IMG_1037Every now and then you read a story about massive waste of funds by the US Government. Some of these funds are frivolously squandered on senseless studies. Shocking, I know.

For example: Two students from the University of Washington were given a $1.3 million grant from the National Science Foundation to investigate how a foam koozie keeps a can of cold beer cool on a hot day. I’m not kidding. The findings were published in Physics Today if you want to fact check.

The National Institute of Health’s Center for Alternative and Complimentary Medicine spent $387,000 to study the effects of Swedish massages on rabbits. The findings proved that rabbits hop slower after the massage. OK, don’t fact check that one, I made it up but the government funded study was real.

The list goes on. You can use your favorite search engine and plug in “Wasteful Government Spending Studies” and find your own.

As much as that appalls me, I was thinking maybe I can get a piece of that action. Let me test a couple theories that are “study worthy.”

I have this theory about French Impressionism art. You know, painters like Edgar Degas, Claude Monet, Edouard Manet, Mony Mony, Tommy James and other famous artists of the genre who captured images without detail but with bold colors, with a feeling rather than an accurate depiction.

Frankly, sometimes they just looked blurry to me.

My theory is that these images were not necessarily painted as such by intent, but that these artists were simply near-sighted and the paintings were exactly what they saw without the benefit of eyeglasses. (Except of course, Tommy James. His piece called Crimson and Clover was blurry because everything in the 1960’s was blurry.)

To test the rudiments of my theory, I went to the local pond, looked at the landscape and everything was clear. Then, I took off my glasses and sure enough, the water lilies and bridges were somewhat shadowy and indistinct.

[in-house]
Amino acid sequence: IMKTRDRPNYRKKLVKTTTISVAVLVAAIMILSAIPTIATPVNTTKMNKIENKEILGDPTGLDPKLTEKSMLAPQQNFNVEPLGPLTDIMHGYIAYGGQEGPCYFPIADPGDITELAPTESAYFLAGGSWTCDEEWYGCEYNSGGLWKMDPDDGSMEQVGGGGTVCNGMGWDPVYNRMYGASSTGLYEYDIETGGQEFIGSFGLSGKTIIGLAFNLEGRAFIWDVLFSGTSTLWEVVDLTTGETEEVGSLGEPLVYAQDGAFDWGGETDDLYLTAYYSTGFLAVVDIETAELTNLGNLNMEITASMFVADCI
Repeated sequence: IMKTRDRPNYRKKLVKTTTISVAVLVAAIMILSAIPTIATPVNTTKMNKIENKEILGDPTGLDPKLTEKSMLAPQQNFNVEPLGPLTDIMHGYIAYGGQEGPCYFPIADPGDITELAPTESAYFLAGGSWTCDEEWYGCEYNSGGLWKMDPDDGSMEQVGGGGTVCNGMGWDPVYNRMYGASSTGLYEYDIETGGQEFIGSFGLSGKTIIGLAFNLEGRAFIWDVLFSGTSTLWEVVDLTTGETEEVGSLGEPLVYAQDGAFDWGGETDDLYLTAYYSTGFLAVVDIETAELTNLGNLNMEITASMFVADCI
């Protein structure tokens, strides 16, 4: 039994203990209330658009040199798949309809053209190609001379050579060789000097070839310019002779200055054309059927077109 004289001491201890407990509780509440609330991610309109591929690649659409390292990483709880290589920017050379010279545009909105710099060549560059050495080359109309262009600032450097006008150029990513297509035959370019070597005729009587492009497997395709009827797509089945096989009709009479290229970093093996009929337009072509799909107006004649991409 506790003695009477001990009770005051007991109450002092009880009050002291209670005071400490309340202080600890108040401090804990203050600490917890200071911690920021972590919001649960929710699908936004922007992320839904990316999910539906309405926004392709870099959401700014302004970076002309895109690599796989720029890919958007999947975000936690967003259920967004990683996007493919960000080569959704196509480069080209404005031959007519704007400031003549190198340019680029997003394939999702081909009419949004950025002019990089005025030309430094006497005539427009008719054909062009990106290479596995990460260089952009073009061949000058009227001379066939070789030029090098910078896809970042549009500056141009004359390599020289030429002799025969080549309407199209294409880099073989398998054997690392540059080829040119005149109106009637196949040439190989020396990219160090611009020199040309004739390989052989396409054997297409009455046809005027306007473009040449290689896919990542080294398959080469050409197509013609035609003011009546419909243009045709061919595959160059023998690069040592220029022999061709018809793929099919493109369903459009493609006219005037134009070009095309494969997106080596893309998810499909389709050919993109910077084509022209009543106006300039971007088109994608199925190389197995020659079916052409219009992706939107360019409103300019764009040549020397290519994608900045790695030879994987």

So, the theory is, the impressionist artists simply did not have appropriate eye glasses and what was once thought to be impressionism was what they actually saw and painted.

All I would need is two months or so on the French Riviera with access to water and boats and the occasional lily or bridge, a little flash money and I could perfect the theory.

Another theory I’d like to test is if time really does goes faster after one is “over the hill” age wise. The hypothesis is, once one has reached the apex of the hill, time seems to roll forward and gather steam as one rolls down the hill, thereby proving that time indeed passes faster once one is over the hill.

My final theory was inspired by my daughters’ recent trip to Colorado. Apparently, on one of their hikes they found actual physical evidence that a bear really does shit in the woods. Of course to conclusively validate that age old premise, it would require two to three months of observation in the Rocky Mountains with a secluded cabin on the foothills as a base.

But I’m sure our government could afford that. It would be cheaper than 1.3 million on a koozie study. All it would take is some Crystal Blue Persuasion from Tommy James the famous impressionist artist.